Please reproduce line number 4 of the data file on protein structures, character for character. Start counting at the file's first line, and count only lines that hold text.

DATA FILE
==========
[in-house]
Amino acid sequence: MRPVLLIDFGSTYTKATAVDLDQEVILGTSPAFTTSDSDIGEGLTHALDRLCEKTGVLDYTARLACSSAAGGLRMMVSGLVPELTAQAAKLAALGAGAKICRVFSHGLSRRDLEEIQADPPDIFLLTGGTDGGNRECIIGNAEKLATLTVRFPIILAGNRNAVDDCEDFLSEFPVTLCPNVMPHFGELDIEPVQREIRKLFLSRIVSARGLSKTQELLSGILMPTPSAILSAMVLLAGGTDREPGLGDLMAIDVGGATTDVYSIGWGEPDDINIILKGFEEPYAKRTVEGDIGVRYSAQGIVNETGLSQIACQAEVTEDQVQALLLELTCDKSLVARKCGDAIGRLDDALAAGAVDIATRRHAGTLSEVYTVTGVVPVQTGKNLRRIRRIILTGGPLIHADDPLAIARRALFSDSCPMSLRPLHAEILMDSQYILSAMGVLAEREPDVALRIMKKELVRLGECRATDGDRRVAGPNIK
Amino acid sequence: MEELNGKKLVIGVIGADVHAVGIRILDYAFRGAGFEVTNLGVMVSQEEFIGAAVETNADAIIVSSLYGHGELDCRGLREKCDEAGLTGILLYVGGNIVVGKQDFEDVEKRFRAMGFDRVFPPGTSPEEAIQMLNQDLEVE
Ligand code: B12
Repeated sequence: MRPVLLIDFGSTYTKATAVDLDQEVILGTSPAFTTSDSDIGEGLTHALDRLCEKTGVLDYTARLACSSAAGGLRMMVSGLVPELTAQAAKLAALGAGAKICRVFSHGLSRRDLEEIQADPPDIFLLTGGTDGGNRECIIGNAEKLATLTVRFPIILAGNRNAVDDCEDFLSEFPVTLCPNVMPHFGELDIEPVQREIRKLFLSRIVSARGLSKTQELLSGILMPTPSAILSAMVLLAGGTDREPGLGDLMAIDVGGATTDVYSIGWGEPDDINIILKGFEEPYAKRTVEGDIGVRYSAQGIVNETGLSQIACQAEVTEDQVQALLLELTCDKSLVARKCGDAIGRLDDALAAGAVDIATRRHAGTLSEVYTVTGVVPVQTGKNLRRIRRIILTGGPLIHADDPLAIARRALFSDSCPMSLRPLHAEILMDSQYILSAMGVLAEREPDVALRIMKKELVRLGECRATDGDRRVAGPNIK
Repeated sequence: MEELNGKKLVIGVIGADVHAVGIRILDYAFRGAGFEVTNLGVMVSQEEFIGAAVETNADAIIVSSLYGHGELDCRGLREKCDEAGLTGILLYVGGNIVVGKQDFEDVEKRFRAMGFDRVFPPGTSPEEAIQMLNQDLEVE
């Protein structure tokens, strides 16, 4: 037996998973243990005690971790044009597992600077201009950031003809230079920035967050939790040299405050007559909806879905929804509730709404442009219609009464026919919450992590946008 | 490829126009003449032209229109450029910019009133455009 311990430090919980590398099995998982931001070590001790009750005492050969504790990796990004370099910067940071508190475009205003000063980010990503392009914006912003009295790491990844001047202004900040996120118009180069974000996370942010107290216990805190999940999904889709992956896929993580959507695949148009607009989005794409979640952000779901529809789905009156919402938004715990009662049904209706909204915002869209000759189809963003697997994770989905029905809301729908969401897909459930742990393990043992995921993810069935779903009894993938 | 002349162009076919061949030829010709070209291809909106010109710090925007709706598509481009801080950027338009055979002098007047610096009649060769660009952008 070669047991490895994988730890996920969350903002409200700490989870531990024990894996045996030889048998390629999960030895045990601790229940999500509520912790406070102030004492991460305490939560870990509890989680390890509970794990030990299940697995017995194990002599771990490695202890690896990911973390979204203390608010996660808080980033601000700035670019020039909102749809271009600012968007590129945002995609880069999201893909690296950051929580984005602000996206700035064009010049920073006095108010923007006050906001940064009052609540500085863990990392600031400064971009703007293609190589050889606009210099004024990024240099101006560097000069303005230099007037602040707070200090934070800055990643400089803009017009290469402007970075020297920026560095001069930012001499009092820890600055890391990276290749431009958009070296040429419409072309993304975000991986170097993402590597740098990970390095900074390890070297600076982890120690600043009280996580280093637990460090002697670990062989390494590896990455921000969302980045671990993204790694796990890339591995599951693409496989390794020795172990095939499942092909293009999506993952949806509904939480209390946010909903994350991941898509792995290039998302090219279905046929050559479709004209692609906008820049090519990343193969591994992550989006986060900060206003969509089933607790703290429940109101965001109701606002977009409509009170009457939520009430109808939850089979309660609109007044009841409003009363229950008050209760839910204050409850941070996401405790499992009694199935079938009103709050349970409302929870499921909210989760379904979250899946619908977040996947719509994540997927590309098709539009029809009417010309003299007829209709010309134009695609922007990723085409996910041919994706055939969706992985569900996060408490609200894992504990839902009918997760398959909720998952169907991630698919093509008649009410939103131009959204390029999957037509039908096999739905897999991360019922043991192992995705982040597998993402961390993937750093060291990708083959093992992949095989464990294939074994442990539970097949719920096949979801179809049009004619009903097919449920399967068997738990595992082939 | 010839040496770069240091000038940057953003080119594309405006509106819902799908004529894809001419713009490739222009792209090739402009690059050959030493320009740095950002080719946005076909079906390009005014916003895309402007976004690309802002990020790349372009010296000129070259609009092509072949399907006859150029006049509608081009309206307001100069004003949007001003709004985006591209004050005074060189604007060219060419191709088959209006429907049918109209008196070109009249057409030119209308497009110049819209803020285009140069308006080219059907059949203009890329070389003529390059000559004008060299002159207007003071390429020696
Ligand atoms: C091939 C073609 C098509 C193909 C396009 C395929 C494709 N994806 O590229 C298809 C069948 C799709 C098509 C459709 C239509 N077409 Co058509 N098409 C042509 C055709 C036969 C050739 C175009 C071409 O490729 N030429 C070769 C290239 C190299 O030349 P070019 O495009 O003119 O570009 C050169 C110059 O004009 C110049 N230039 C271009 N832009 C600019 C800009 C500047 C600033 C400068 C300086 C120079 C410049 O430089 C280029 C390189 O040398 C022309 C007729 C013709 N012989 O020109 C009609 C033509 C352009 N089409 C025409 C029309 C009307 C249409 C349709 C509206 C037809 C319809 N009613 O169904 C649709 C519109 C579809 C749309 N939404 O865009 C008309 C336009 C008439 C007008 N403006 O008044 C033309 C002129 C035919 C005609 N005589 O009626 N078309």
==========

Ligand code: B12